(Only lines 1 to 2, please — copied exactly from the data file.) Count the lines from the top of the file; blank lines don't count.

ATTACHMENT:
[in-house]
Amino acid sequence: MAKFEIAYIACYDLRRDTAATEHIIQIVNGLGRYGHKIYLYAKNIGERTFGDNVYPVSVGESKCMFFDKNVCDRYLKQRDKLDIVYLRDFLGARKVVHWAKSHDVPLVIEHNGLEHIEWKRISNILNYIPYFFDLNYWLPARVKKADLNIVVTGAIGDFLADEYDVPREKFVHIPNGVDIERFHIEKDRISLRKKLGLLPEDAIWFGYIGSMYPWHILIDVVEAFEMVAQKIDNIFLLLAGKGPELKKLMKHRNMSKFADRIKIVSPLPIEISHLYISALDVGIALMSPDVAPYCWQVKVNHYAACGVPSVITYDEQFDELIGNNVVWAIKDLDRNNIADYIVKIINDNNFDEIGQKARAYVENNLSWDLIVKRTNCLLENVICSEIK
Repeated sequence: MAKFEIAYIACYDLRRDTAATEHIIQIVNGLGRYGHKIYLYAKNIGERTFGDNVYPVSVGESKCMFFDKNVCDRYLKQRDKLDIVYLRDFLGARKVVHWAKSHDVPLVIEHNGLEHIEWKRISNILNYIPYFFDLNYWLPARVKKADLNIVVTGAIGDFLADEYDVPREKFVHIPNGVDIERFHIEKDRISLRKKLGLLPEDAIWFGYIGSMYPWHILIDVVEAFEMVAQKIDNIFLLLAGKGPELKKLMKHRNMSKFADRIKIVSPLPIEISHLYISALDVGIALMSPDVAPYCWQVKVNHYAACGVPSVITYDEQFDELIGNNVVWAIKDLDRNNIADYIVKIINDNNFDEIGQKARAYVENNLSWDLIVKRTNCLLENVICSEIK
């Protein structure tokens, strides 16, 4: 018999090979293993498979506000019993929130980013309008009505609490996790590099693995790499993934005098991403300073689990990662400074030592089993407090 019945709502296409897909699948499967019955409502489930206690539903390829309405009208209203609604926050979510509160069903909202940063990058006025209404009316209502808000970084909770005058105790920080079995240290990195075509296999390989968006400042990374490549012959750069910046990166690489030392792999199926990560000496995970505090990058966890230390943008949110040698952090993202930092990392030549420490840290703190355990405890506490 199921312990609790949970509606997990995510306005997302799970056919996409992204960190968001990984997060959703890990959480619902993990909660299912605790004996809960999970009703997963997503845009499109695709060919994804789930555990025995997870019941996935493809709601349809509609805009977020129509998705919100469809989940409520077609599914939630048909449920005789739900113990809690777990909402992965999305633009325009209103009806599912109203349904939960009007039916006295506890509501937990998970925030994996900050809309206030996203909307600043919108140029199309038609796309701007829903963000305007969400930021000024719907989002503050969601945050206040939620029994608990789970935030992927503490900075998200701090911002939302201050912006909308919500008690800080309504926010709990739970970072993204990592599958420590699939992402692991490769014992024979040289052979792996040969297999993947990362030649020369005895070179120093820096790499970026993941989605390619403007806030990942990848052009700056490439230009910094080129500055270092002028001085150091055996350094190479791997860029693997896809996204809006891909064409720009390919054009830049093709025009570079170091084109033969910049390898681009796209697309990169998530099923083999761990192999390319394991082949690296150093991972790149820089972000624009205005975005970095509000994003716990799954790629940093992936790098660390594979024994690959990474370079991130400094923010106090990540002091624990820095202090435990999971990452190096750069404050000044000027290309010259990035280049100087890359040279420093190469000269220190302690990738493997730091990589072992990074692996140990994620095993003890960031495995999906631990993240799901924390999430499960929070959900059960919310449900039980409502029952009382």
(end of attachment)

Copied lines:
[in-house]
Amino acid sequence: MAKFEIAYIACYDLRRDTAATEHIIQIVNGLGRYGHKIYLYAKNIGERTFGDNVYPVSVGESKCMFFDKNVCDRYLKQRDKLDIVYLRDFLGARKVVHWAKSHDVPLVIEHNGLEHIEWKRISNILNYIPYFFDLNYWLPARVKKADLNIVVTGAIGDFLADEYDVPREKFVHIPNGVDIERFHIEKDRISLRKKLGLLPEDAIWFGYIGSMYPWHILIDVVEAFEMVAQKIDNIFLLLAGKGPELKKLMKHRNMSKFADRIKIVSPLPIEISHLYISALDVGIALMSPDVAPYCWQVKVNHYAACGVPSVITYDEQFDELIGNNVVWAIKDLDRNNIADYIVKIINDNNFDEIGQKARAYVENNLSWDLIVKRTNCLLENVICSEIK